22. ^ Taherzadeh, A. (1976). The Revelation of Baháʼu'lláh, Volume 1: Baghdad 1853-63. Oxford, UK: George Ronald. ISBN 0-85398-270-8.
  23. ^ "Book of Certitude: Dating the Iqan". Kalimat Press. 1995. Retrieved 2007-02-26 – via Baháʼí Library Online.
  24. ^ a b c d Universal House of Justice. "Baháʼí Archives - Preserving and safeguarding the Sacred Texts". Baháʼí Library Online. Retrieved 2008-06-26.
  25. ^ Universal House of Justice. "Numbers and Classifications of Sacred Writings texts". Retrieved 2006-11-24 – via Baháʼí Library Online.
  26. ^ a b c The Universal House of Justice. "Numbers and Classifications of Sacred Writings texts". Retrieved 2006-12-04.
  27. ^ a b c Stockman, R. & Cole, J. "Number of tablets revealed by Baháʼu'lláh". Baháʼí Library Online. Retrieved 2006-12-04.
  28. ^ Shoghi Effendi. God Passes By, p. 138. Bahá'í Reference Library: Bahá'í World Centre.
  29. ^ Smith 2000, pp. 79–86.
  30. ^ a b McGlinn, S. (1999). "The Leiden list of the works of Baha'u'llah". Retrieved 2006-12-04 – via Baháʼí Library Online.
  31. ^ ʻAbdu'l-Bahá 1992, p. 11.
  32. ^ Baháʼu'lláh (2002). The Summons of the Lord of Hosts.
  33. ^ Style guide, glossary and pronunciation guide at website. Retrieved 5 December 2019.
  34. ^ Smith 2000, pp. 100–101, 307.
  35. ^ The Universal House of Justice (1997-08-06). "Questions about Aspects of the Baháʼí Teachings". Retrieved 2006-12-22 – via Baháʼí Library Online.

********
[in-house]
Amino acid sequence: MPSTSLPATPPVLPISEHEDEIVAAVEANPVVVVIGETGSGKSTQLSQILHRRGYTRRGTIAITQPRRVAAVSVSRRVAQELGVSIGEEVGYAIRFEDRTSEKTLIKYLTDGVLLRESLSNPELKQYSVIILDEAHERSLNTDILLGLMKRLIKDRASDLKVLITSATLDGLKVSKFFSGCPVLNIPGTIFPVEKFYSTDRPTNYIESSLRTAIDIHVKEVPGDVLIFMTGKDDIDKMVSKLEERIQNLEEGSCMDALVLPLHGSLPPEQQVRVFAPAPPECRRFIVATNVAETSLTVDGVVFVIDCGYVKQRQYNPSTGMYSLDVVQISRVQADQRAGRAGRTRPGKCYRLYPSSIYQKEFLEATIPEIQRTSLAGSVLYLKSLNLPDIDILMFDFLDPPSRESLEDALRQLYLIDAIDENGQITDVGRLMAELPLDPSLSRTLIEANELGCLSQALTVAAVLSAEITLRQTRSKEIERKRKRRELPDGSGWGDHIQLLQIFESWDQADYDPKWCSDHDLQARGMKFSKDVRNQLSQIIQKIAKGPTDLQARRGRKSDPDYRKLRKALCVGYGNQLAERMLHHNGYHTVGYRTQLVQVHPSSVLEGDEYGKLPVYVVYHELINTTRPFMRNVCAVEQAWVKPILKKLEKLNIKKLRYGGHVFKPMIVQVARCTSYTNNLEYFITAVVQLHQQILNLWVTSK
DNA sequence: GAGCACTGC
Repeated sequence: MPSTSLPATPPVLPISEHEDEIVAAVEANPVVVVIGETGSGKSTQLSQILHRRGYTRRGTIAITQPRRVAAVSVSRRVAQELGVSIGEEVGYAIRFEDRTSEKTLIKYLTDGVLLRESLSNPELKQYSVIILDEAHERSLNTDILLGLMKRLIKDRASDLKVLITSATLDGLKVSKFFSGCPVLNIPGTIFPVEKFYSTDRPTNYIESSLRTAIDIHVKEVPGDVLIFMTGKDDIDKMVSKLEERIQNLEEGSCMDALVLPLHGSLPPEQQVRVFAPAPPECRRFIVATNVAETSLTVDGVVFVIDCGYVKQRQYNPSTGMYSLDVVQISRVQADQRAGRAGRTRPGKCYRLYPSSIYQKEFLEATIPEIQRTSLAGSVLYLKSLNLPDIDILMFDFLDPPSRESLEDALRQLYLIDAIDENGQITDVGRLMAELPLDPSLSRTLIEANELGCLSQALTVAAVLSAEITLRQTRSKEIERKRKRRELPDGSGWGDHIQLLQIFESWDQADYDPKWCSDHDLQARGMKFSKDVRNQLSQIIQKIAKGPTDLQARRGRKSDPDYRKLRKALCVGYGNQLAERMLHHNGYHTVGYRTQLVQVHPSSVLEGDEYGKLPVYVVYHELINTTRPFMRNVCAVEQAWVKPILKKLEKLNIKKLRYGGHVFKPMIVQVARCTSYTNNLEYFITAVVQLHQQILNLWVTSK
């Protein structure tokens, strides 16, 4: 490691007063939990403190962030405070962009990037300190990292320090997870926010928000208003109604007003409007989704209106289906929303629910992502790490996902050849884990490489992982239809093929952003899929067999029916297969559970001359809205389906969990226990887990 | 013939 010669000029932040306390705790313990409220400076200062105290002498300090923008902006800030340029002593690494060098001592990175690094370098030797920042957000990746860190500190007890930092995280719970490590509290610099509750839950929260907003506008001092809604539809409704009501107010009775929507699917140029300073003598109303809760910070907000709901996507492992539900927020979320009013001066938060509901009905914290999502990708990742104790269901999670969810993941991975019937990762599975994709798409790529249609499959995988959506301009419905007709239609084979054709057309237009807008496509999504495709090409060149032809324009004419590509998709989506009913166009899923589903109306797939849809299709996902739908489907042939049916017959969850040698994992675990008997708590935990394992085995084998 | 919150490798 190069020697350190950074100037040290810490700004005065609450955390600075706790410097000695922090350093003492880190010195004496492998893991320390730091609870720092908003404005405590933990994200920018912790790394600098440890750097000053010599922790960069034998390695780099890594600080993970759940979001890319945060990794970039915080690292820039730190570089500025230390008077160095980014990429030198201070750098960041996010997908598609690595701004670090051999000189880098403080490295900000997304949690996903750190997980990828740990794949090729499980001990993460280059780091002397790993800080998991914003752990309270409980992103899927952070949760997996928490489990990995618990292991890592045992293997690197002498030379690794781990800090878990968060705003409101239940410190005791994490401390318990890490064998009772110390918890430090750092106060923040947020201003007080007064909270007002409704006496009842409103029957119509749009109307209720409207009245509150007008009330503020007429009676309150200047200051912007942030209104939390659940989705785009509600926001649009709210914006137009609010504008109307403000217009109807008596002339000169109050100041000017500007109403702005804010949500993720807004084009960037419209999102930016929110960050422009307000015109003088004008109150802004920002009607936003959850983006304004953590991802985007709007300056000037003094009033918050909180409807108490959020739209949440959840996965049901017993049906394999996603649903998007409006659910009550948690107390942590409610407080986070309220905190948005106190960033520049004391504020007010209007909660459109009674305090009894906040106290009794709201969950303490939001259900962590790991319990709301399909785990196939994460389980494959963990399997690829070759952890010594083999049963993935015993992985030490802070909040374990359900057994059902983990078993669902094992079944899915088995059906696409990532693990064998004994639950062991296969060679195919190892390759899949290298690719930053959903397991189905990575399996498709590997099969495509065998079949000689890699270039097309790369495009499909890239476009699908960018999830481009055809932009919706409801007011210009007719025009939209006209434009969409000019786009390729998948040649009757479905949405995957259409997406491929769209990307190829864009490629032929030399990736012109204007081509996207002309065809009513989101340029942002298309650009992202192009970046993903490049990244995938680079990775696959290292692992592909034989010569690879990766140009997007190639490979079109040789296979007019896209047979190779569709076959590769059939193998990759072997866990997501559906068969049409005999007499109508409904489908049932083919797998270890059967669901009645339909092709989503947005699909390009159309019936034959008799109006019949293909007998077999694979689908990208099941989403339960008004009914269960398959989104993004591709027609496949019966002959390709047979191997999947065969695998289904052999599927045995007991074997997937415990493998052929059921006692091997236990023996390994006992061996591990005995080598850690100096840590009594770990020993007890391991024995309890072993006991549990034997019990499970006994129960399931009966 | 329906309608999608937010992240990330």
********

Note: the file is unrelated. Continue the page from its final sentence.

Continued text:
36. ^ The Universal House of Justice (2003-07-14). "Utterances and Tablets of ʻAbdu'l-Bahá Quoted in Compilations and Letters of the Universal House of Justice". Retrieved 2006-12-22 – via Baháʼí Library Online.
  37. ^ The Universal House of Justice (1996-10-22). "Authenticity of Some Baháʼí Texts". Retrieved 2006-12-22 – via Baháʼí Library Online.
  38. ^ Smith 2000, p. 307.
  39. ^ "Opening notes to the online edition of ʻAbdu'l-Bahá on Divine Philosophy". Retrieved 2006-12-22 – via Baháʼí Library Online.
  40. ^ Effendi, Shoghi (1973). 49: Daniel, the prophecy of. p. 18.
  41. ^ Beckwith 1985, pp. 37–38.
  42. ^ The National Spiritual Assembly of the Baháʼís of the United States (1992-09-24). "Dates in Baha'u'llah and the New Era: A response to Francis Beckwith". Baháʼí Library Online. Retrieved 2006-12-22.
  43. ^ The Universal House of Justice (1995-06-25). "Beckwith's allegations". Retrieved 2006-12-22.
  44. ^ The Universal House of Justice (1999-05-04). "Access to materials at the Baháʼí World Centre". Retrieved 2006-12-25 – via Baháʼí Library Online.
  45. ^ MacEoin, D. (1986). Smith, Peter (ed.). "Hierarchy, Authority and Eschatology in Early Bábí Thought". In Iran: Studies in Bábí and Baháʼí History. 3. Los Angeles, USA: Kalimát Press: 95–97. ISBN 0-933770-46-4. Retrieved 2006-12-25 – via Baháʼí Library Online.